Tuesday, November 27, 2012
Supreme Court Reverses C.A. Ruling on Evidence of Lost Profits
Testimony That USC’s Breach of Contract May Have Cost Small Company $1 Billion in Profits Held Too Speculative
By KENNETH OFGANG, Staff Writer
A Los Angeles Superior Court judge did not abuse his discretion in excluding expert testimony that the University of Southern California may have cost a small dental implant manufacturer more than $1 billion in profits by breaching a contract to conduct a clinical trial of one of its products, the state Supreme Court said yesterday.
The justices unanimously reversed a ruling by Div. One of this district’s Court of Appeal in favor of Sargon Enterprises, Inc. The Court of Appeal said Judge Terry Green should have allowed the jury to hear the proffered testimony.
Sargon claimed the university failed to provide academic support for Sargon implants, contrary to the parties’ clinical trial agreement. The plaintiff alleged that it did not learn until after the contract expired that a USC professor working on the trials had a financial arrangement with one of Sargon’s competitors.
Sargon won a judgment for more than $400,000, but argued on appeal that the damages would have been in the hundreds of millions of dollars had Green not excluded testimony by an attorney/CPA regarding the anticipated share of the dental implant market that Sargon would have earned if USC had performed under the contract.
The Court of Appeal, in an unpublished opinion by Presiding Justice Robert Mallano, held that the exclusion of the testimony was an abuse of discretion because the inability of the plaintiff to prove its lost profits was a result of the defendant’s misconduct.
“If USC had not sabotaged the clinical study of the Sargon implant, Sargon would have had a successful clinical trial to its credit and a prominent university using the implant at its dental school,” the presiding justice wrote. “But it was denied. Through its wrongful conduct, USC allegedly caused the loss of profits and has made the proof of lost profits all the more difficult, thereby rendering its evidentiary attack unconvincing.”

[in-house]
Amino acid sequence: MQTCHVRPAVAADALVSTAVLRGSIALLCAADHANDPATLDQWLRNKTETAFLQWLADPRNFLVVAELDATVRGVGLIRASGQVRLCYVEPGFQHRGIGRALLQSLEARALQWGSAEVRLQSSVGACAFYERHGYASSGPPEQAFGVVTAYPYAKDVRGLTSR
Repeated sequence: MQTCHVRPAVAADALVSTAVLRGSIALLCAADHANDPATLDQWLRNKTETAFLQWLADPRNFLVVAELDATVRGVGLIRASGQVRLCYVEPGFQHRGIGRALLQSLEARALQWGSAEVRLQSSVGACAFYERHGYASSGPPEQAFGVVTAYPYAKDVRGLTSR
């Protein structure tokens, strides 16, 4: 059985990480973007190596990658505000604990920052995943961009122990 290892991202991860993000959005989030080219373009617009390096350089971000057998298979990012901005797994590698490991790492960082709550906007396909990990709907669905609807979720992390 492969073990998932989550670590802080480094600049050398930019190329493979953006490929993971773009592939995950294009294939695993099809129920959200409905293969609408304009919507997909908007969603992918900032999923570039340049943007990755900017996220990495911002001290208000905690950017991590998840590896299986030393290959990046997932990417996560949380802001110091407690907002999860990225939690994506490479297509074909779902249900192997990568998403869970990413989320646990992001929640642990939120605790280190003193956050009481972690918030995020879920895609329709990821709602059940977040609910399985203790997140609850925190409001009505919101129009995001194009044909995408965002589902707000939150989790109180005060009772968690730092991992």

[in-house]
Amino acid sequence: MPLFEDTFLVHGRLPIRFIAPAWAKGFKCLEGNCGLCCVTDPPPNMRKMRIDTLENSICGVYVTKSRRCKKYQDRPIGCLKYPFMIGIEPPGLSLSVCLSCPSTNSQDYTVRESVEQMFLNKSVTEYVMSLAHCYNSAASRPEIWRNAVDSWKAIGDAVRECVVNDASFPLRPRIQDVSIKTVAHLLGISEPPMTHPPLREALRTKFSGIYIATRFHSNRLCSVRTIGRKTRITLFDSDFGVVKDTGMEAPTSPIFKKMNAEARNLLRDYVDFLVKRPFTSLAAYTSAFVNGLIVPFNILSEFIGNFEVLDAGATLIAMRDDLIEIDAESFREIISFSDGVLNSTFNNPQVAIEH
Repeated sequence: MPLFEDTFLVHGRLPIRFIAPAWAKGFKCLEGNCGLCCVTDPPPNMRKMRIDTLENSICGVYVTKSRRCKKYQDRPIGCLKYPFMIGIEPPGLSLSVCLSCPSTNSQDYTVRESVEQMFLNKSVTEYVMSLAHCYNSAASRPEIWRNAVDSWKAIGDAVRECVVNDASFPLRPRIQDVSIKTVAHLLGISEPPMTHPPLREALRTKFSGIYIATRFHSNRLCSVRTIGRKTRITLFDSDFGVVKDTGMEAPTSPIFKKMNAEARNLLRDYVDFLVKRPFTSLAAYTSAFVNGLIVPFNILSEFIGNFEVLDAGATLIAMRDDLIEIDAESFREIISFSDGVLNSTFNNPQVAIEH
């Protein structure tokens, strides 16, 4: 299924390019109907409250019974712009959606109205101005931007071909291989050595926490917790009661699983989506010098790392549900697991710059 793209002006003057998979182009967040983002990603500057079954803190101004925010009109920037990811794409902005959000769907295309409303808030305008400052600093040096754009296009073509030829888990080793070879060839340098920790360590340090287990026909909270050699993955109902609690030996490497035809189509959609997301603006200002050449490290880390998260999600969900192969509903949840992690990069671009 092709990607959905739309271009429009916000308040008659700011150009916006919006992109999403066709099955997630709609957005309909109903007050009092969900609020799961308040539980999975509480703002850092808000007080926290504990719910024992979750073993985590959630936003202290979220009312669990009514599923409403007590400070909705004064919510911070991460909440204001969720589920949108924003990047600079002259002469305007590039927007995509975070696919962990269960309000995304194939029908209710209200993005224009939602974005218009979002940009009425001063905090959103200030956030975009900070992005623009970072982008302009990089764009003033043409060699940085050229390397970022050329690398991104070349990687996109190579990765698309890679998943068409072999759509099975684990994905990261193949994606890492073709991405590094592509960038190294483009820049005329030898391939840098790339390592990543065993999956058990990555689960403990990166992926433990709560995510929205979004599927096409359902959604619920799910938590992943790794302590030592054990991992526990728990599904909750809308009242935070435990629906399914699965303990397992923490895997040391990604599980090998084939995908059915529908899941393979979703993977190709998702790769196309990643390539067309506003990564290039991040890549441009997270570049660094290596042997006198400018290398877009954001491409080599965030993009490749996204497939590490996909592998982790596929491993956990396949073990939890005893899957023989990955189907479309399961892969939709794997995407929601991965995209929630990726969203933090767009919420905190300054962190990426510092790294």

The jury, he said, should have been allowed to make the assessment as to whether the witness, James Skorheim, was persuasive. At an eight-day evidentiary hearing on USC’s motion to exclude the testimony, Skorheim explained that Smargon’s innovative approach to implants would have enabled it to surpass other small companies and gain a share of the multibillion dollar implant market currently dominated by what the industry calls the “Big Six.”
Justice Jeffrey Johnson dissented in the Court of Appeal, saying the trial judge “must be permitted to draw the line in the sand, either letting the evidence in as meeting the certainty threshold, or excluding it as below that threshold.” Green’s reasons for excluding the evidence, he said, were “founded on a detailed, methodical and well-reasoned examination of the law of contracts and the limits on lost profits damages.”
Chin, in his opinion for the high court, said the trial judge and the dissenting justice were correct in their reasoning, because the trial judge must act as “gatekeeper” in excluding speculative expert testimony. This is particularly true with regard to evidence of lost profits, where there is a particular risk of the jury being unduly influenced by speculative testimony, he said.
The justice agreed with Green that Skorheim—who opined that Smargon’s device was so innovative that the company’s lack of resources for marketing and research would not preclude it from competing with the larger companies—could not justify a “faith-based prediction so absolutely devoid of any factual basis about an industry where he has no expertise.”
Chin offered a sports analogy:
“If a professional football team claims lost profits because a certain defensive lineman did not play for it the previous season, could an expert testify that in his opinion the key driver for success in the National Football League is quarterback sacks and, because the player was the best in the league in sacking the quarterback, the team would have won the Super Bowl had he played? Could another expert counter that testimony by expressing her opinion that the key to success is turnovers, and, because the player was not particularly adept at forcing turnovers, the team would not even have made the playoffs with that player? Should the court ask the jury to choose between the two experts? Or could the jury choose something in between and conclude the team would have reached, but lost, the Super Bowl? Or lost in the conference title game?”
The justice reasoned:
“An accountant might be able to determine with reasonable precision what Sargon’s profits would have been if it had achieved a market share comparable to one of the Big Six. The problem here, however, is that the expert’s testimony provided no logical basis to infer that Sargon would have achieved that market share. The lack of sound methodology in the expert’s testimony for determining what the future would have brought supported the trial court’s ruling.”
Eric M. George of Browne George Ross argued for Smargon and Kathleen M. Sullivan of Quinn Emanuel Urquhart & Sullivan for USC.
The case is Sargon Enterprises, Inc. v. University of Southern California, 12 S.O.S. 5977.
Copyright 2012, Metropolitan News Company